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Advances in Animal and Veterinary Sciences

Research Article
Adv. Anim. Vet. Sci. 7(12): 1076-1082
Http://dx.doi.org/10.17582/journal.aavs/2019/7.12.1076.1082
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Ahmed Ali1*¥, Ahmed I. Abd El-Mawgoud2¥, Al-Hussien M. Dahshan1, Azza A. EL-Sawah1, Soad A. Nasef3, Mahmoud Ibrahim4

1Poultry Diseases Department, Faculty of Veterinary Medicine, Beni-Suef University, Beni-Suef 62511 Egypt; 2Reference Laboratory for Veterinary Quality Control on Poultry Production, Animal Health Research Institute, Fayoum Branch, Egypt; 3Reference Laboratory for Veterinary Quality control on Poultry Production, Animal Health Research Institute, Dokki, Giza, Egypt; 4Department of Birds and Rabbit Medicine, Faculty of Veterinary Medicine, University of Sadat City, Menoufiya, Egypt.

Abstract | In this study, avian pathogenic E. coli (APEC) isolated from broiler chickens in Fayoum and Beni-Suef governorates in Egypt were morphologically and biochemically identified. Selected isolates were serologically identified, and their antimicrobial susceptibility profiles were determined. Ten isolates from the most predominant serogroups were subjected to virulence and antimicrobial resistance genes detection using PCR. In vivo pathogenicity test was performed for 5 E. coli strains that were selected based on serogroups prevalence, virulence, and antimicrobial genes patterns. Results revealed an incidence of 53.8% of E. coli from broiler chickens with the predominance of O125 (30%), O119 (20%), O126, and O86a (15% each) serogroups. The selected 20 E. coli strains were multi-drug resistant (MDR) but sensitive to fosfomycin. The β-lactams and tetracyclines resistance genes were detected in all tested isolates, however, aminoglycoside and quinolone resistance genes were not detected. In this study, 10% of isolates were resistant to colistin and the mcr-1 gene was detected by PCR. In vivo pathogenic strains consistently harbored the virulence gene pattern of fimH, fimA, papC, iutA, and tsh which was the most common gene constellation detected. The detection of tsh gene was consistently associated with lethality in day-old chicks. In conclusion, the current study demonstrated the high prevalence of multidrug-resistant E. coli in broiler chickens representing a potential public health concern. Additionally, the virulence gene constellation of fimH, fimA, papC, iutA, and tsh was found to be associated with lethality in day-old chicks and can be used as a virulence marker of APEC.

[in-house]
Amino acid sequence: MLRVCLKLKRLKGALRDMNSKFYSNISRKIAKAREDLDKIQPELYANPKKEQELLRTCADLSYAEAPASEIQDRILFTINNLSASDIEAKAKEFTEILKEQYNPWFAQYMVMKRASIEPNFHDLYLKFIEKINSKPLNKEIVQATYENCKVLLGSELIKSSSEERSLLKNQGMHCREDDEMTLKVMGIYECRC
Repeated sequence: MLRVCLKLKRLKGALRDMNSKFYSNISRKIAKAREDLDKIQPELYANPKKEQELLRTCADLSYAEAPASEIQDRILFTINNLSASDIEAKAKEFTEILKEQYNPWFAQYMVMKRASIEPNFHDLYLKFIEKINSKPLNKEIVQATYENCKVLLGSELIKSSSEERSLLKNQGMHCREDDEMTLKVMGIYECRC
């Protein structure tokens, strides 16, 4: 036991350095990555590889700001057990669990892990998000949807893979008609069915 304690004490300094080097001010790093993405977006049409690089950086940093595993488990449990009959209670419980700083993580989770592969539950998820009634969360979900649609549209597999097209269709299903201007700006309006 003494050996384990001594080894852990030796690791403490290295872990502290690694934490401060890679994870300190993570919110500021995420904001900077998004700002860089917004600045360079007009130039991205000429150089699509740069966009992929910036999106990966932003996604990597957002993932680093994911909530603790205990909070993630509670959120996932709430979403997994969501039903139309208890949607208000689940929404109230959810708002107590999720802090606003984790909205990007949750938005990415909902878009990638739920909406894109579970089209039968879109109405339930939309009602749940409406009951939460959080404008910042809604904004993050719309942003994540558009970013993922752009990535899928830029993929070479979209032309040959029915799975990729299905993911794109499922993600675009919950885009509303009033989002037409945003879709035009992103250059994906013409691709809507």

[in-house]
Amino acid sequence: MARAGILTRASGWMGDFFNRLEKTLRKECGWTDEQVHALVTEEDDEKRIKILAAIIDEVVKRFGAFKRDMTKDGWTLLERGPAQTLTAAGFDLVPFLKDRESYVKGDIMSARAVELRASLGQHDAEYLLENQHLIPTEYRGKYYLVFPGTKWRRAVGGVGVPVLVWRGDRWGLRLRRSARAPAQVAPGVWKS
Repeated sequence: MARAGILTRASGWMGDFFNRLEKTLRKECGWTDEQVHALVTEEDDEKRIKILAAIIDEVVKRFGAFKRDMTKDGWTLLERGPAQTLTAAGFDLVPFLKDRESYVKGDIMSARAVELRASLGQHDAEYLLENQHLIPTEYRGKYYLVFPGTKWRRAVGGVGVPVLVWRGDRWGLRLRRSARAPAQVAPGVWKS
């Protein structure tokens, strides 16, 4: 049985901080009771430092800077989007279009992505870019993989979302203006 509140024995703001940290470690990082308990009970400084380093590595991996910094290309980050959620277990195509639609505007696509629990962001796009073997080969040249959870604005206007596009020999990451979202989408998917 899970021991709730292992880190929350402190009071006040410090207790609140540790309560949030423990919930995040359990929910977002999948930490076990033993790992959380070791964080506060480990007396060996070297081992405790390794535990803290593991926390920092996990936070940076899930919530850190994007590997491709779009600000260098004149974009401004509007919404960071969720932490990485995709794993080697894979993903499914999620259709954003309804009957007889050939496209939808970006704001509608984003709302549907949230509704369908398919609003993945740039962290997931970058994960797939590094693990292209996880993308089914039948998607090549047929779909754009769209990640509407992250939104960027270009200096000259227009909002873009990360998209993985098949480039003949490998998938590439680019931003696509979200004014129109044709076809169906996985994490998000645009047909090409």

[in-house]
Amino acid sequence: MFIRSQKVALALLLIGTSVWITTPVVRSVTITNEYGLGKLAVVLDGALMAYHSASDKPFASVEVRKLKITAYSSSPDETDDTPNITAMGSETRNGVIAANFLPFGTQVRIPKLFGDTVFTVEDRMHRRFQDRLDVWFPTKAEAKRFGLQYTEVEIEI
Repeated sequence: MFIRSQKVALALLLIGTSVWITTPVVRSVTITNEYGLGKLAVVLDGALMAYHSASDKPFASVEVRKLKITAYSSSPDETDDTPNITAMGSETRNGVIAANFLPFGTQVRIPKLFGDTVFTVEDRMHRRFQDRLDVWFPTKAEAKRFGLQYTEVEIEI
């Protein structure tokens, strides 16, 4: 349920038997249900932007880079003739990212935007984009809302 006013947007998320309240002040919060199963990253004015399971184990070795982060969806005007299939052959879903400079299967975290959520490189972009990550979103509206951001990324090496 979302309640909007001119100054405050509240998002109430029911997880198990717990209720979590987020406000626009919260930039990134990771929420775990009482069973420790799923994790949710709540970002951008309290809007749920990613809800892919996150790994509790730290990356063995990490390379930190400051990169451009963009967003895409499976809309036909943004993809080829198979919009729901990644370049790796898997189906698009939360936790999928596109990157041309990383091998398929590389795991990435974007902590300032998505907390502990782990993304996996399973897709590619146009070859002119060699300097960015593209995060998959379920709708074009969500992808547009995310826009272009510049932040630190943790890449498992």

Keywords | E. coli, Broiler chickens, MDR, Virulence, Pathogenicity, Egypt